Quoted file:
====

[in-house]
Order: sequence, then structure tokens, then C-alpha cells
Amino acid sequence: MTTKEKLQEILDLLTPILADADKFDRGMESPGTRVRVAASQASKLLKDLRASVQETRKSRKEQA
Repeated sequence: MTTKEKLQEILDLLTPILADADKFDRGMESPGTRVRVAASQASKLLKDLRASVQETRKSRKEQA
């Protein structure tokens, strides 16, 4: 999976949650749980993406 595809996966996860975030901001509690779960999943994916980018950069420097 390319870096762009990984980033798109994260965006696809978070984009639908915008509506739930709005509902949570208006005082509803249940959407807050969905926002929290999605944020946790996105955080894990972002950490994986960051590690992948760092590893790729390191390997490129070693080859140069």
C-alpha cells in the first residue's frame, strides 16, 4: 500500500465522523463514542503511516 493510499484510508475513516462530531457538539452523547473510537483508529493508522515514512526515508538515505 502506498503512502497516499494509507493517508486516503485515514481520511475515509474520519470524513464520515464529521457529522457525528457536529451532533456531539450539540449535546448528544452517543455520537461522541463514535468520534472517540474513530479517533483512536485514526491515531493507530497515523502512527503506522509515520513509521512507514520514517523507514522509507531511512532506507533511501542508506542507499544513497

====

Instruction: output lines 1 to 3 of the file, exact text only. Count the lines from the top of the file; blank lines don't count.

[in-house]
Order: sequence, then structure tokens, then C-alpha cells
Amino acid sequence: MTTKEKLQEILDLLTPILADADKFDRGMESPGTRVRVAASQASKLLKDLRASVQETRKSRKEQA